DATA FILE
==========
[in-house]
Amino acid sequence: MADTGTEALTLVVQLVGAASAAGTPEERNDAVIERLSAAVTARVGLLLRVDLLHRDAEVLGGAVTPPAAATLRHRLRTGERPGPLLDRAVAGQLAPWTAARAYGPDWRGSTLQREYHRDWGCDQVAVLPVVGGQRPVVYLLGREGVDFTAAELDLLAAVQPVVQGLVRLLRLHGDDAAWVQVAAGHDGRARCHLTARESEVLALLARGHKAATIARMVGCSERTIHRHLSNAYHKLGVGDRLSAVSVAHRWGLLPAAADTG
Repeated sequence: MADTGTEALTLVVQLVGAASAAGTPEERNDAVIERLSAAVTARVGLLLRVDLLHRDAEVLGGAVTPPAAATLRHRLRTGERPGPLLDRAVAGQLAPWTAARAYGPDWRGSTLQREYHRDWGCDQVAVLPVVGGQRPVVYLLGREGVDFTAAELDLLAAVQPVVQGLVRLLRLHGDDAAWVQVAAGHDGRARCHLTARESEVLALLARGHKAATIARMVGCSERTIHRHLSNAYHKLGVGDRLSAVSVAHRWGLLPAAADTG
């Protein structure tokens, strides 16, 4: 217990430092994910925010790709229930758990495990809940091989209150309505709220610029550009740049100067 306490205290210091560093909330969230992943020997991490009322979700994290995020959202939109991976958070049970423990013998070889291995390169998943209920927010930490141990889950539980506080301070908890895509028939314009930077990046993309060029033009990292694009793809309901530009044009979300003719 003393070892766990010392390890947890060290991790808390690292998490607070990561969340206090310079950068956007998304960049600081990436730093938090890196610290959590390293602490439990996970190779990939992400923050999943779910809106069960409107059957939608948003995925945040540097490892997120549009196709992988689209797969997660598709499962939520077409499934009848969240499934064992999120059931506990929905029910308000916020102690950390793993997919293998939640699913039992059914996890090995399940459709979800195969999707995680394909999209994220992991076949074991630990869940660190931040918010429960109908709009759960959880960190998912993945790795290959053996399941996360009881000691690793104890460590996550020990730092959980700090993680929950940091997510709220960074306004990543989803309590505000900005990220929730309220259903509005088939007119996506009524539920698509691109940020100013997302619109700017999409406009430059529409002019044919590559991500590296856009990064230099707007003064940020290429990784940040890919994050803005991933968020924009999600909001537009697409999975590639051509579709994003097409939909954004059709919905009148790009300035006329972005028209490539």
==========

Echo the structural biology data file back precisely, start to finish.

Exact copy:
[in-house]
Amino acid sequence: MADTGTEALTLVVQLVGAASAAGTPEERNDAVIERLSAAVTARVGLLLRVDLLHRDAEVLGGAVTPPAAATLRHRLRTGERPGPLLDRAVAGQLAPWTAARAYGPDWRGSTLQREYHRDWGCDQVAVLPVVGGQRPVVYLLGREGVDFTAAELDLLAAVQPVVQGLVRLLRLHGDDAAWVQVAAGHDGRARCHLTARESEVLALLARGHKAATIARMVGCSERTIHRHLSNAYHKLGVGDRLSAVSVAHRWGLLPAAADTG
Repeated sequence: MADTGTEALTLVVQLVGAASAAGTPEERNDAVIERLSAAVTARVGLLLRVDLLHRDAEVLGGAVTPPAAATLRHRLRTGERPGPLLDRAVAGQLAPWTAARAYGPDWRGSTLQREYHRDWGCDQVAVLPVVGGQRPVVYLLGREGVDFTAAELDLLAAVQPVVQGLVRLLRLHGDDAAWVQVAAGHDGRARCHLTARESEVLALLARGHKAATIARMVGCSERTIHRHLSNAYHKLGVGDRLSAVSVAHRWGLLPAAADTG
């Protein structure tokens, strides 16, 4: 217990430092994910925010790709229930758990495990809940091989209150309505709220610029550009740049100067 306490205290210091560093909330969230992943020997991490009322979700994290995020959202939109991976958070049970423990013998070889291995390169998943209920927010930490141990889950539980506080301070908890895509028939314009930077990046993309060029033009990292694009793809309901530009044009979300003719 003393070892766990010392390890947890060290991790808390690292998490607070990561969340206090310079950068956007998304960049600081990436730093938090890196610290959590390293602490439990996970190779990939992400923050999943779910809106069960409107059957939608948003995925945040540097490892997120549009196709992988689209797969997660598709499962939520077409499934009848969240499934064992999120059931506990929905029910308000916020102690950390793993997919293998939640699913039992059914996890090995399940459709979800195969999707995680394909999209994220992991076949074991630990869940660190931040918010429960109908709009759960959880960190998912993945790795290959053996399941996360009881000691690793104890460590996550020990730092959980700090993680929950940091997510709220960074306004990543989803309590505000900005990220929730309220259903509005088939007119996506009524539920698509691109940020100013997302619109700017999409406009430059529409002019044919590559991500590296856009990064230099707007003064940020290429990784940040890919994050803005991933968020924009999600909001537009697409999975590639051509579709994003097409939909954004059709919905009148790009300035006329972005028209490539």